In the early days of horse racing, participation in the sport was reserved for those who had money to spare. It was a very elitist leisure activity, that only those from the high classes could afford.

Purchasing and developing racehorses was seen as a pastime for those who wanted to flaunt their money. They wanted bragging rights and a reputation as “true sportsmen” rather than to make a lucrative career out of it. The sport was a hobby, and if you did not have the money to invest yourself in it, you were relegated to spectator status.

Fortunately, times have changed and progress has made racing a sport that is more available for anyone, as long as they have a device with an internet connection. Nowadays horse betting for dummies is possible and any amateur without major knowledge can get lucky.

Fortunes can now be made at the track in ways that don’t involve simply cashing a lucky ticket. Moreover, you don’t even need to be on the track to earn a lot, considering you can bet online from the comfort of your own home, which explains why gambling did not suffer as much as other businesses during the pandemic.

Those who condition and ride horses are looked upon as professionals, and like most any respected careers, they can make quite a bit of money. The industry itself also now operates not solely out of a want to preserve and exhibit the Thoroughbred, but also as a thriving, profitable industry.

How much money can those at the top of the racing industry make? Are the stakes low enough for anyone to get involved or do you need some fortune to invest in a horse?

The Owners

Admittedly, most owners still come into the business with their own money, and often operate at a financial loss. However, being that owners still get the bulk of the purse money when a horse wins a race, there is still a huge potential to make a lot of money. In addition, if the owner wishes to sell a successful racehorse after their retirement, there are millions more that could potentially line the owner’s pockets.

The leading money-winning owner in North America for 2022 was the massive Godolphin stable, who netted 87 wins from 434 starts, and earned $16,298,287. Their top horses for this year included four Breeders’ Cup winners: Turf winner Rebel’s Romance, Mile winner Modern Games, Dirt Mile winner Cody’s Wish, and Juvenile Turf Sprint winner Mischief Magic.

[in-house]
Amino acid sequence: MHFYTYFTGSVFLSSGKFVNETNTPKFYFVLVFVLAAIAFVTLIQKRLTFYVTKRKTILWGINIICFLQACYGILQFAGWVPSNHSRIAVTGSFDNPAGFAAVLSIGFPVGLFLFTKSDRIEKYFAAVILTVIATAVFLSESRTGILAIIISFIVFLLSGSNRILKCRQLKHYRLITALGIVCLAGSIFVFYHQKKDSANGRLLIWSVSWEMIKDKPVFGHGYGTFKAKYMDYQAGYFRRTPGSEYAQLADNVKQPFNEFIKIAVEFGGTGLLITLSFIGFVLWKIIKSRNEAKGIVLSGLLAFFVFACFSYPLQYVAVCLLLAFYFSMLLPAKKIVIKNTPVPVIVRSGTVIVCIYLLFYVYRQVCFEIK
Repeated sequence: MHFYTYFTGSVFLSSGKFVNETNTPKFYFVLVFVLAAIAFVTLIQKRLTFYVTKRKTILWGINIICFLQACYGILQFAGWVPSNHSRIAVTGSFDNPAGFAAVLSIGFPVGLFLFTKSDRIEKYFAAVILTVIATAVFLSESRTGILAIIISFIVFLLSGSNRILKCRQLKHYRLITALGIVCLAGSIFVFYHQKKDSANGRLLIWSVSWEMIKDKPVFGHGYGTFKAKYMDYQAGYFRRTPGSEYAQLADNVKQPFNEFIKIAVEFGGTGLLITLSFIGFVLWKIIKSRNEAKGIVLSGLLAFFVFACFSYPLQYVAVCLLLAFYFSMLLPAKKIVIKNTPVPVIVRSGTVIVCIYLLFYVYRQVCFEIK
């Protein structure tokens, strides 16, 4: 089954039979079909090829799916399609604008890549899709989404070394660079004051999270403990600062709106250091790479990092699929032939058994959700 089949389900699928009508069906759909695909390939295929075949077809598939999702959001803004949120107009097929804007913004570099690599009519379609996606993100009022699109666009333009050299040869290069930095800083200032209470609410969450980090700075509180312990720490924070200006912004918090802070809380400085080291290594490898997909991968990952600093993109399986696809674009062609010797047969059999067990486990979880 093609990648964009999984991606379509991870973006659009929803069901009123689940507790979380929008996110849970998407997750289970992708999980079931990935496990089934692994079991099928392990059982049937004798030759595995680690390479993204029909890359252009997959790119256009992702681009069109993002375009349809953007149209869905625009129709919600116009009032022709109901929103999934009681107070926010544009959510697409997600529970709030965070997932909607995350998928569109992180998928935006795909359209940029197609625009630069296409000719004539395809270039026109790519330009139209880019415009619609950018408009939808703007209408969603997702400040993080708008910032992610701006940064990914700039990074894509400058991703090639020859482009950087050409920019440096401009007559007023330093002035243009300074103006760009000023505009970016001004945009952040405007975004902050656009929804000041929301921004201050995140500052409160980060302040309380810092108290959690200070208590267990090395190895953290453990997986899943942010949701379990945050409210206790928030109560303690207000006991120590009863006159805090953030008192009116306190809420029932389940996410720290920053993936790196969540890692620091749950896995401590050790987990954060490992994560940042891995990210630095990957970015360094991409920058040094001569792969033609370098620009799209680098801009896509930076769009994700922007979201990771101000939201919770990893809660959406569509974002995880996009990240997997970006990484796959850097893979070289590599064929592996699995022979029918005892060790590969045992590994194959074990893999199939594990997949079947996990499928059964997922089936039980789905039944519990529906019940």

The Trainers

In years past, trainers were regarded as merely employees of the owners. It was rare for a trainer to work for more than one owner, much less establish themselves as an expert and spokesperson for the racing industry.

Nowadays, however, the trainers in horse racing are typically far more visible than the owners, and only the biggest international owners (such as the aforementioned Godolphin) retain exclusive access to their trainers. Most trainers in North America, both at the top and the lower levels, train horses belonging to several different owners. Trainers typically get a percentage (usually around ten percent) of their charges’ winnings, in addition to private fees the particular trainer charges.

The trainer whose horses won the most purse money in 2022 was Chad Brown. Brown’s horses started 920 times in 2022, with 243 wins and earnings of $31,009,162. His top runners this year included Breeders’ Cup Filly and Mare Sprint winner Goodnight Olive, Preakness winner Early Voting, and Grade I winners Bleecker Street, In Italian, Regal Glory, Zandon, and Jack Christopher.

The Jockeys

Today’s jockeys are regarded as champion athletes, and those at the top levels are paid as such. Like trainers, jockeys are typically paid about ten percent of their horses’ earnings on the track. Jockeys also have the opportunity to join a union, known as the Jockeys’ Guild. 

Irad Ortiz Jr. led North American jockeys in earnings for 2022. He rode in 1352 races, won 322 times, and earned $36,812,937. His top wins came aboard Forte in the Breeders’ Cup Juvenile, Goodnight Olive in the Breeders’ Cup Filly and Mare Sprint, Elite Power in the Breeders’ Cup Sprint, and Mo Donegal in the Belmont Stakes.

The Handles

Yes, individuals can make a lot of money in the sport. But how profitable is the sport itself? One way to evaluate that is to look at the betting handle, or how much money is wagered on racing. 

In 2022, approximately $12.11 billion was wagered on horse races across the United States. This represents a slight dip from the 2021 handle of $12.21 billion, but still represents a relatively high point of profit, even compared to the pre-Covid handle of 2019. This shows that even in this time period of economic instability, the horse racing industry is going strong.